When most business minds think of social media today, all they see is a platform where they can attract potential customers, engage with them, and ultimately lure them to their websites/stores where they can patronize their business.

Business Woman

Business Woman

They perceive social media as more of a marketing tool rather than an outright market.

However, if you take a closer look at the trends on most social networking platforms today, you’ll notice that things are likely going to evolve in the years to come. That is, social media will evolve from just an ordinary marketing platform to a commercial marketplace – social commerce.

But what exactly does a social commerce platform entails? If we’re predicting social media to become a platform for social commerce, what are we actually talking about?

What is social commerce?

Social commerce refers to a system of commerce whereby products are sold directly on social media platforms. Unlike what we have at the moment, wherein customers move from a social media site to a store/site to complete a purchase, the entirety of a consumer’s shopping and purchase experience will happen on the social media site.

For consumers:

This is going to be an absolute revelation because it will make the whole process of online shopping more convenient. For example, let’s say you find a product that interests you on an influencer’s feed, you can just click on the product to either add it to your cart on that site or buy it directly. That way, you don’t have to go through the stress of opening multiple tabs, visiting sites/stores outside your social media app, and you also don’t have to abandon whatever you were doing before stumbling on the product.

For business owners:

How many potential buyers have you lost because of the poor integration between your social media page and your eCommerce store? If you're like most brand owners, you've probably lost count. That's going to change once the world of social media tilts towards social commerce.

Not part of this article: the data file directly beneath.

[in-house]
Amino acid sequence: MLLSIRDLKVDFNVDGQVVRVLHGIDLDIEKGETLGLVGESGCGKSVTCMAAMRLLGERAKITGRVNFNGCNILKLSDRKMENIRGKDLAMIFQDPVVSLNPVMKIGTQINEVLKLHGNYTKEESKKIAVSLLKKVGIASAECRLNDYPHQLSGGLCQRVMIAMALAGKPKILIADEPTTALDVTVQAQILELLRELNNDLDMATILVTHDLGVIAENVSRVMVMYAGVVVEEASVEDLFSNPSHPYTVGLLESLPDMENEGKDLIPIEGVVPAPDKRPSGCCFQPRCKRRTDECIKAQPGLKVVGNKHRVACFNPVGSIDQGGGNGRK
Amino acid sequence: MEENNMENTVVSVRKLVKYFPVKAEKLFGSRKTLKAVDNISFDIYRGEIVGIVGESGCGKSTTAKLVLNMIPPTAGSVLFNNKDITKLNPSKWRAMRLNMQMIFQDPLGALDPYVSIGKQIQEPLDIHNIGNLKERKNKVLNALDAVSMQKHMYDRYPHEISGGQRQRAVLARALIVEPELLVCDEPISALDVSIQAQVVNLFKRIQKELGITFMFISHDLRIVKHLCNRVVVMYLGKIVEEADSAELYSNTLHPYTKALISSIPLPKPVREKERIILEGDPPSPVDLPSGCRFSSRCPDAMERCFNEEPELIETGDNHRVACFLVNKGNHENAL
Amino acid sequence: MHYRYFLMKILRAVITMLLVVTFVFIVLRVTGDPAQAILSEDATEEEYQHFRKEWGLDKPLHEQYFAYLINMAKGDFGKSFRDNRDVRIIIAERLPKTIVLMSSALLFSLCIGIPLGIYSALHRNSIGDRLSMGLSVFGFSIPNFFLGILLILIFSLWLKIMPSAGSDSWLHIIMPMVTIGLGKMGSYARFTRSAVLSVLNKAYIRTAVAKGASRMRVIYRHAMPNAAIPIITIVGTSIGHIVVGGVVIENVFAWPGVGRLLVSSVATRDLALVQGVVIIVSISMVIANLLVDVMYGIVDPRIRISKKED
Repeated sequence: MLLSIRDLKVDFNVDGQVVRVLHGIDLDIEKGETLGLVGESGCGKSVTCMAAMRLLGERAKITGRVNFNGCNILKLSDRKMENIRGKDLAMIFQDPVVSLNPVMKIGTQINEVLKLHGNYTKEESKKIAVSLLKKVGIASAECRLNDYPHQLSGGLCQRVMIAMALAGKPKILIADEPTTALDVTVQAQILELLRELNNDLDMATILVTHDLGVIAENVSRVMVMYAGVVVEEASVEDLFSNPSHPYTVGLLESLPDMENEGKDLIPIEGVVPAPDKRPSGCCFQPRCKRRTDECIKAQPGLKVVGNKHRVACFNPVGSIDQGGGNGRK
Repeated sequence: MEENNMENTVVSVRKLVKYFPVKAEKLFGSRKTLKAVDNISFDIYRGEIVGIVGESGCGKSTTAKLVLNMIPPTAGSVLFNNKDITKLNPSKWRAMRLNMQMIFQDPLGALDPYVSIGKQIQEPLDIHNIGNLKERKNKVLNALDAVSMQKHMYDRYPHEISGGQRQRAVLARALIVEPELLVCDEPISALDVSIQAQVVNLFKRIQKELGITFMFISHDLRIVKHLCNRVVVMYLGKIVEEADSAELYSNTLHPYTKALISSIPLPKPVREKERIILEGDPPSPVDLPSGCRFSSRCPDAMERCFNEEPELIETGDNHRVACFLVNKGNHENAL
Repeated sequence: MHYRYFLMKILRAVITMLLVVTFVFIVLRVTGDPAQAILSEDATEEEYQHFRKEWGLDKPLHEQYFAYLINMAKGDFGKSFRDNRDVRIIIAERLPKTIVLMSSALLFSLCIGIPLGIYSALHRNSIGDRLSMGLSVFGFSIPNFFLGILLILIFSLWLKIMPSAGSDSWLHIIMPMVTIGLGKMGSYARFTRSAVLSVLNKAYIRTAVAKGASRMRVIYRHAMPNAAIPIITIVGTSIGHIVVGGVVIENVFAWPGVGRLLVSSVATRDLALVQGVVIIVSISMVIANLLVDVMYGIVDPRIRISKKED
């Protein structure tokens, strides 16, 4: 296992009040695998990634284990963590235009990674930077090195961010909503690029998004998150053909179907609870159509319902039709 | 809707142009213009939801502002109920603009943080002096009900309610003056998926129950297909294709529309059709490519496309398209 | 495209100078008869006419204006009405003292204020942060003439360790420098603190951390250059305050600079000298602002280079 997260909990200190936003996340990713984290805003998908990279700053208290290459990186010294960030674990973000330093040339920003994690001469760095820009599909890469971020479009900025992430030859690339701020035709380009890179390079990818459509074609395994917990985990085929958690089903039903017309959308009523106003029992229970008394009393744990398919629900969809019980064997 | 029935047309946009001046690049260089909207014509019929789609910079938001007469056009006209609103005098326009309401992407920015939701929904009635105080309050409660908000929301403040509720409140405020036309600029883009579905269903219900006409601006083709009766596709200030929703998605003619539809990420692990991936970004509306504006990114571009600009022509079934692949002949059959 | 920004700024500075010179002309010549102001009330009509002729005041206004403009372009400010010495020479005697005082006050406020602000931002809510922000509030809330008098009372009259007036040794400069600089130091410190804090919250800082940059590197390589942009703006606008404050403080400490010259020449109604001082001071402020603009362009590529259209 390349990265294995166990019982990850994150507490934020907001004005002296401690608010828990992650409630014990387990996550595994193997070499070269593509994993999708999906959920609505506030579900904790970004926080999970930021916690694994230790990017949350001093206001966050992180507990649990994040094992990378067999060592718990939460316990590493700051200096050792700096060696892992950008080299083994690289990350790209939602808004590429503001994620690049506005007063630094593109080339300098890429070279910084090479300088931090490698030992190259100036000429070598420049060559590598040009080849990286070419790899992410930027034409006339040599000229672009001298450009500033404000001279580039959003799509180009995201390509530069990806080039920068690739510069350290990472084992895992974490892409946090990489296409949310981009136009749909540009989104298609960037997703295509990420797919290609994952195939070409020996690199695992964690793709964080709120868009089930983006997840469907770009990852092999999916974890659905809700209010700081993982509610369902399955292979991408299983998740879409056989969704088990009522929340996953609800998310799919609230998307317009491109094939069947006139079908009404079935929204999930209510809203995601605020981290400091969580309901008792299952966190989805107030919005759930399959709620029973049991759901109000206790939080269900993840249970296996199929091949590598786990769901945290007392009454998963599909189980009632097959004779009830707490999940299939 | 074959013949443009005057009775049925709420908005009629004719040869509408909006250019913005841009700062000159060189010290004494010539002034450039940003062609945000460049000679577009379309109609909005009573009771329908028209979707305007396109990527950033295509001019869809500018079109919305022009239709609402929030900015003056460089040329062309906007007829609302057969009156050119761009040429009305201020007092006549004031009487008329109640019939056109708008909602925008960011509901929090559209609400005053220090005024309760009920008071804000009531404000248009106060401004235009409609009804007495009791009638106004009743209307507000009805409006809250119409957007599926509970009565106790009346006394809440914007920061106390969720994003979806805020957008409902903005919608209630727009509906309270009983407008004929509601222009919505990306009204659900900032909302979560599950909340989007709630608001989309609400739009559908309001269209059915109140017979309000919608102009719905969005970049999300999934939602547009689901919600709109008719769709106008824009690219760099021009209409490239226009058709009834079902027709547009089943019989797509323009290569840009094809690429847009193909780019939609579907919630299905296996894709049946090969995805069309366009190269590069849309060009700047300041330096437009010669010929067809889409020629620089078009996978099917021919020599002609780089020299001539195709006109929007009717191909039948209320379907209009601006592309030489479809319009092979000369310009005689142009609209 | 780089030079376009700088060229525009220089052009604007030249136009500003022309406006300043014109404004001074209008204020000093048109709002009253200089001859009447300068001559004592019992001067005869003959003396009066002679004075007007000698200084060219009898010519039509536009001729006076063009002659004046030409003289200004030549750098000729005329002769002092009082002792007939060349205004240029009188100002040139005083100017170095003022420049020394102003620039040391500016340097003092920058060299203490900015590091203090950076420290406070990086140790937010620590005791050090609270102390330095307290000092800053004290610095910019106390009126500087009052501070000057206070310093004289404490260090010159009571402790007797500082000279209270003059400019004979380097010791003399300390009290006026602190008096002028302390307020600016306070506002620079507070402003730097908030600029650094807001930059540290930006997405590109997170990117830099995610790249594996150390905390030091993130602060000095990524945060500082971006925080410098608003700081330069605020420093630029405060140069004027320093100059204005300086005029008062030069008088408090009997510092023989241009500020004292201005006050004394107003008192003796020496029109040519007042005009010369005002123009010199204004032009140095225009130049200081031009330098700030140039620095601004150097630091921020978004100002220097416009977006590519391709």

Instead of just advertising your products to people on social sites and praying to God that they click the attached link or go to your bio to check the link to the product, you can now sell directly on that same site.

What's more, you can even decide to channel all your digital commerce efforts into social media, thereby saving yourself the cost of creating websites or claiming spots on eCommerce stores/online marketplaces.

How does the potential of social commerce compare to what we have with eCommerce?

In truth, social commerce is really going to floor eCommerce with its tons of benefits when it finally comes to the fray. It is a far more streamlined process, especially when you can enjoy things like chatbot checkouts, autofill payments, delivery details, and fewer clicks.

By and large, the efficiency of social commerce – both for buyers and sellers – is bound to outperform that of eCommerce.

Let’s take a look at a quick case study to illustrate the difference in the efficiency of both systems.

  • Let’s say you have a conventional store that gets 10,000 visitors.
  • Of that group, 25% give you their email address
  • When you send that group an email, 25% of them open it (if you’re that good with your email marketing effort)